Beyond Russ’ stories — and beyond those of the groups that investigated the Blue Ghost Tunnel after Russ built the spot’s identity for it — the most extensive set of experiences I’ve found were collected by John Savoie at both his website Out Of The Dark: The Ghost Hunting Chronicles and his book The Blue Ghost Tunnel: Making Of A Legend. The folks that told their tales to Savoie date their experiences back as far the 1950s, but these stories almost uniformly lack the elements of the legend as it now stands in a post-Russ world — namely, there’s no mention of any blue mist in these earlier stories. Indeed, up until the 1970s, it seems that folks didn’t describe the tunnel as haunted, just creepy. Some of the stories from the ‘70s that Savoie collected also have a lot in common with the ones connected to the Screaming Tunnel, which is only a few minutes away; as such, it’s possible that what’s now known as the Blue Ghost Tunnel was originally the Screaming Tunnel, while the tunnel that’s now referred to as the Screaming Tunnel was just… some other tunnel. (Remember, the Screaming Tunnel as we know it now actually isn’t a railway tunnel; trains never went through it. It was built for drainage.) Savoie’s collection of stories also refer frequently to landmarks around the tunnel, which may have bled into the lore of the tunnel itself.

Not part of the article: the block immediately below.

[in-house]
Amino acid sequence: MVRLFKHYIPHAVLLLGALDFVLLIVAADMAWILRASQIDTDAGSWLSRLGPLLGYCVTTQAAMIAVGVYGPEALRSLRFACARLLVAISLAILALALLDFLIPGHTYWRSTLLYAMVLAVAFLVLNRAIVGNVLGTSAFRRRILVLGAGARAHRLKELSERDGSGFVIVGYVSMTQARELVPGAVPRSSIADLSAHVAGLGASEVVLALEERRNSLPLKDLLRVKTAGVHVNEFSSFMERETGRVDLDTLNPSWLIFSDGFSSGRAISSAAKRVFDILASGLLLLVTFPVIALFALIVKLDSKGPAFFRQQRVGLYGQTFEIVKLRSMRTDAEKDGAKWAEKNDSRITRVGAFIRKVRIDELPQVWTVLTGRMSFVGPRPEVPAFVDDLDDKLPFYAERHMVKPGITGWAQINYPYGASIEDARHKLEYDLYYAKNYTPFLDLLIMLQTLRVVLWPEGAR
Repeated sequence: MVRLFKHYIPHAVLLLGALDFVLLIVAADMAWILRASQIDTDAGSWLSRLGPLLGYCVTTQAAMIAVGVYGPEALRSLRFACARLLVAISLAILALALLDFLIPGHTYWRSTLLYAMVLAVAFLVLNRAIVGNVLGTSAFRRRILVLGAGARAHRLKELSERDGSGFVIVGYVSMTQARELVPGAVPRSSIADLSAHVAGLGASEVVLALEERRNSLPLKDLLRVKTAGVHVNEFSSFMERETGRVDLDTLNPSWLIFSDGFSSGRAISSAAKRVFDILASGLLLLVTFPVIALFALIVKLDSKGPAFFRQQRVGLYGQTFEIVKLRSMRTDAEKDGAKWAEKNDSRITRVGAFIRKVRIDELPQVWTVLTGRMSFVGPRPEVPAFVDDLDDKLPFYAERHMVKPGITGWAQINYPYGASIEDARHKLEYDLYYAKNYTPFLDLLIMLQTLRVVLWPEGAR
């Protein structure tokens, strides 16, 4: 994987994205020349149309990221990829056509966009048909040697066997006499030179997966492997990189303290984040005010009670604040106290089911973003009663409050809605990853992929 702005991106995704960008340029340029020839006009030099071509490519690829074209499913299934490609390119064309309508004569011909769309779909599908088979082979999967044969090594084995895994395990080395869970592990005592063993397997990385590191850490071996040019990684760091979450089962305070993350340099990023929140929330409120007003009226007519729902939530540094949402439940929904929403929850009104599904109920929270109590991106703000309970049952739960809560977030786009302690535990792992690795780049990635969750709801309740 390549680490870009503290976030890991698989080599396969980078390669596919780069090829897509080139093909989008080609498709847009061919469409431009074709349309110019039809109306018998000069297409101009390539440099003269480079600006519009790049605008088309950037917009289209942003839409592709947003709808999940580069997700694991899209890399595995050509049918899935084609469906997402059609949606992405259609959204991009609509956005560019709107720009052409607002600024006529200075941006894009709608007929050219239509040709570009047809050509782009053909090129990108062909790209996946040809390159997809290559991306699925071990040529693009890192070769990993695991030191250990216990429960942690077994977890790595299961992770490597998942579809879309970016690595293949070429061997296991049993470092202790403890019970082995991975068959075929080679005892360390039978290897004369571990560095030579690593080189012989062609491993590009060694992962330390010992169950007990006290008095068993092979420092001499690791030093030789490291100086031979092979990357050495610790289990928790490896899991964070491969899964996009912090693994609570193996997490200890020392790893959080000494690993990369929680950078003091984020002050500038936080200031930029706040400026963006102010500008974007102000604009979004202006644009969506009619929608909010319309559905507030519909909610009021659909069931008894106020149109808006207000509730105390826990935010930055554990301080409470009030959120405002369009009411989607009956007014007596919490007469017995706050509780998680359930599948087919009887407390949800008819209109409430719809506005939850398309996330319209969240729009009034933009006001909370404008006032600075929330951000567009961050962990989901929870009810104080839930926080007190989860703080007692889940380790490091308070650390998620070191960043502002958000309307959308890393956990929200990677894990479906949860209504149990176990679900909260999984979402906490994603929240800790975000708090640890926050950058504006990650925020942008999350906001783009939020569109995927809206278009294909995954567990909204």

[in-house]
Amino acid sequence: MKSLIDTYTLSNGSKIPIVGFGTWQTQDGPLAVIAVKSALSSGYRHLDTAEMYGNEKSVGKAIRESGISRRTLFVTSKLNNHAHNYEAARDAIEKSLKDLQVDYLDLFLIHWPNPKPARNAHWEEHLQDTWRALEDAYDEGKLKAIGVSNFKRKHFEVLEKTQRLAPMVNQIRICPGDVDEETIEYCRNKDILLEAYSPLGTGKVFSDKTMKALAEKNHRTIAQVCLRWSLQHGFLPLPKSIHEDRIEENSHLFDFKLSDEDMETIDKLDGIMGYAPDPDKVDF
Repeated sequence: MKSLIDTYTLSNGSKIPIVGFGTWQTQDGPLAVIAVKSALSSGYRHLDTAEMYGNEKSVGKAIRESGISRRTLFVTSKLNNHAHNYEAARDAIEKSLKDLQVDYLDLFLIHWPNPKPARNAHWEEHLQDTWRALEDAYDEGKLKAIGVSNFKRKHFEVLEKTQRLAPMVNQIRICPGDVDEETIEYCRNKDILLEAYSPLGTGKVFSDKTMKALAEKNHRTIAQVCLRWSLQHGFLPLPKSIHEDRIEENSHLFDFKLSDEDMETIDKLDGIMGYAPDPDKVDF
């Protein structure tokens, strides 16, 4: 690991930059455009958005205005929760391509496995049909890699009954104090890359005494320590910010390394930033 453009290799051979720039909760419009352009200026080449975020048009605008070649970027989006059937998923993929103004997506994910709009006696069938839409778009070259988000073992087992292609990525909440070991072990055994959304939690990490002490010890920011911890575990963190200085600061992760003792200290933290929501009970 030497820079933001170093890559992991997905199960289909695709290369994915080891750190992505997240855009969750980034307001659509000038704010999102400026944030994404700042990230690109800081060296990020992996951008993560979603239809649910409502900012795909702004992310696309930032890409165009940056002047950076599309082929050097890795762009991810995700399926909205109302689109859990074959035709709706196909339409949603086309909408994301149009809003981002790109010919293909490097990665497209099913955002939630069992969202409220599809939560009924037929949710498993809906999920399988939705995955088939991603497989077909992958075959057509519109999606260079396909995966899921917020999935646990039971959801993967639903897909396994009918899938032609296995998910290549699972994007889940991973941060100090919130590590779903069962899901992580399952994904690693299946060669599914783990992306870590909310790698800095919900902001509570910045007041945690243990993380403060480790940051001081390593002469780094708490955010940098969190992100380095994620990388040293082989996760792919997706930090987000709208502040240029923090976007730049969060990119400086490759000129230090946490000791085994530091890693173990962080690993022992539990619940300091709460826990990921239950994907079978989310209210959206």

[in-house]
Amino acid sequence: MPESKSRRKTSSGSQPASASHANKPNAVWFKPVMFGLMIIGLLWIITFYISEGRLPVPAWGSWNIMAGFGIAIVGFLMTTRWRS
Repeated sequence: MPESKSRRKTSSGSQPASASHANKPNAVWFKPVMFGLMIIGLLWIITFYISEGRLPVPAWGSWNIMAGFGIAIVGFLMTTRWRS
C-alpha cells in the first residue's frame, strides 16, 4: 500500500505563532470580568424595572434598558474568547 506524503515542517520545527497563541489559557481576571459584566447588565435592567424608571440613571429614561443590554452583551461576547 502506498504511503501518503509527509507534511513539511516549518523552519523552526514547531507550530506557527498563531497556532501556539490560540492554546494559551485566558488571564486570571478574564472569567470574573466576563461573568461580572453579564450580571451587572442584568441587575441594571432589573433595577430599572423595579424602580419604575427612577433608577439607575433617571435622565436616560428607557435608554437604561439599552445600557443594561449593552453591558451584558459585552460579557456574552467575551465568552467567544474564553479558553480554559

It’s also worth noting that Savoie came to the tunnel only after Russ gave it the infamy it now holds. Indeed, that’s the crux of Savoie’s writings on the subject — that what we see with the Blue Ghost Tunnel is less the documentation of a haunting and more the birth and growth of an urban legend.
But whether or not there’s any credence to the Blue Ghost Tunnel’s stories, the fact remains that it’s an eerie place — eerie in the way that places with a long history are, and eerie in the way that abandoned places are. It’s hard to visit now, since the tunnel itself has been walled off and the door is gated; as always, it is not recommended that you trespass in order to see it. But it is still there, as are many of the remains of the Third Welland Canal. There’s a map of them — and the remains of the First and Second Welland Canals — here; take peek, if you like. At the very least, you can do some armchair traveling.
You never know.
You might see some blue mist floating around there after all.